Reading your credit report can feel like reading a bad book. It can be confusing and frustrating at times, especially if there are any discrepancies on it. There are a few steps that you need to follow to get the information corrected and protect your credit score.
The first thing that you need to do when you find an error is to inform the reporting company in writing of the discrepancy. You will want to include copies of any documentation to support your side of the story. This is where good bookkeeping comes in handy. They need to investigate the problem usually within thirty days.
If the dispute does result in a change to your report, they will mail you a copy of your new report via mail. This report does not count as your free annual report, which is a good thing to get every year if you do not get one already. They will not notify you if it is not a valid change though.
Your next step would to be to contact the reporting agency about the dispute in writing. You may also want to get copies of all documentation that support your side of the story. If they discover that you were right and the reporting agency was incorrect they will have to remove the erroneous information from your credit report. While this may seem like a lot of work, it is worth it to protect your credit.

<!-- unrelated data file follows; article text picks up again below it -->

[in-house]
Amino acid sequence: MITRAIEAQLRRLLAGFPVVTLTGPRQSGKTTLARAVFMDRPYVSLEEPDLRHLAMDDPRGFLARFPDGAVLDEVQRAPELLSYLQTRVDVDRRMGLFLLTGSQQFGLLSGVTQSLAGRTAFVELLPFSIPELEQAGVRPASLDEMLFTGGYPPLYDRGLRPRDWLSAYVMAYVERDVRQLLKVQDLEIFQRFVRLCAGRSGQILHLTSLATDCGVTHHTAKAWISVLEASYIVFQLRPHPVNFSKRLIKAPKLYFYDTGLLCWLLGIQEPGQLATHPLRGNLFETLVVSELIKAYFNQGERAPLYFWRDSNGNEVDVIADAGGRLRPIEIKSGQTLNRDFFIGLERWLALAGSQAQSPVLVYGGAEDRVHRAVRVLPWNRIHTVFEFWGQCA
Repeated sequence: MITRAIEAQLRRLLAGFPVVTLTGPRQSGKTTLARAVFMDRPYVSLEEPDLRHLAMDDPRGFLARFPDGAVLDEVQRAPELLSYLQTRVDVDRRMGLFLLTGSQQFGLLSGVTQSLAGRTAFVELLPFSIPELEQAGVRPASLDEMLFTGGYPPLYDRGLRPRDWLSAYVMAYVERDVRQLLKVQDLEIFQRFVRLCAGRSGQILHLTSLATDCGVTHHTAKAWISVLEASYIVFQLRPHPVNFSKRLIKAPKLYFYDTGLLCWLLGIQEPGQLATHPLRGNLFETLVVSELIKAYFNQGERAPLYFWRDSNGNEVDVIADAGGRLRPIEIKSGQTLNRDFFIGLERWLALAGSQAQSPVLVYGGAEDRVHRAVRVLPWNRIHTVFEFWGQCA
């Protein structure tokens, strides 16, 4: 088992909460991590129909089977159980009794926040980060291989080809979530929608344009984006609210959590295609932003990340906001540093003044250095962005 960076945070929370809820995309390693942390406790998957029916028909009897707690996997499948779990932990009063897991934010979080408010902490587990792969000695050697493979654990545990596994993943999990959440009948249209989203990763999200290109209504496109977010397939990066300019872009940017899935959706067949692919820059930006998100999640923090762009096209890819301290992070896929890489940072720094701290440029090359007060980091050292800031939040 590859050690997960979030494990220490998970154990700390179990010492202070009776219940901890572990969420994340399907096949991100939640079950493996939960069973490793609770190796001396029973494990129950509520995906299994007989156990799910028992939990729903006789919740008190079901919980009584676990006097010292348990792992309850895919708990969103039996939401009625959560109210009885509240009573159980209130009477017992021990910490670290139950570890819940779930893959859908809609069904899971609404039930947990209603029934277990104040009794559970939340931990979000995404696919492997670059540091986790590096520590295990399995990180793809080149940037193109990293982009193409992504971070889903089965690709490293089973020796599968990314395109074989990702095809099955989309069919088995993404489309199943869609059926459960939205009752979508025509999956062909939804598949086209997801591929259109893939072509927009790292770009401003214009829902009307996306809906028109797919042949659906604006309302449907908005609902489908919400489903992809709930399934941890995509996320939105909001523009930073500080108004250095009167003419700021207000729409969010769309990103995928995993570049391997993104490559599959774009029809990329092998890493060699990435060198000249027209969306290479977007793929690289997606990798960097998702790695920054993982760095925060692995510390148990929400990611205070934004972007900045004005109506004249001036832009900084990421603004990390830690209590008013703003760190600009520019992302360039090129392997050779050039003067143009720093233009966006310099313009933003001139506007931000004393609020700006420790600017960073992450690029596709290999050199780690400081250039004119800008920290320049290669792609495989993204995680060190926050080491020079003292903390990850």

Getting things corrected on your credit report is going to take some time. It is not going to change overnight, though it is important to do to protect yourself. Make sure that you keep clear copies of everything you will need in case you need to refer to it at a later date.
Credit reports can take quite awhile to be fixed. After you have sent your letter with any kind of information or documentation that would be helpful, you probably will not hear anything back for about thirty days. If in fact there were corrections made to your report, a new copy of your credit report will be sent along with it.
While trying to make corrections to your credit report can seem quite time consuming, it is important to stay on top of because it really holds your future. Your score will hang over your head for the rest of your life, and you want to make sure there are no errors in it.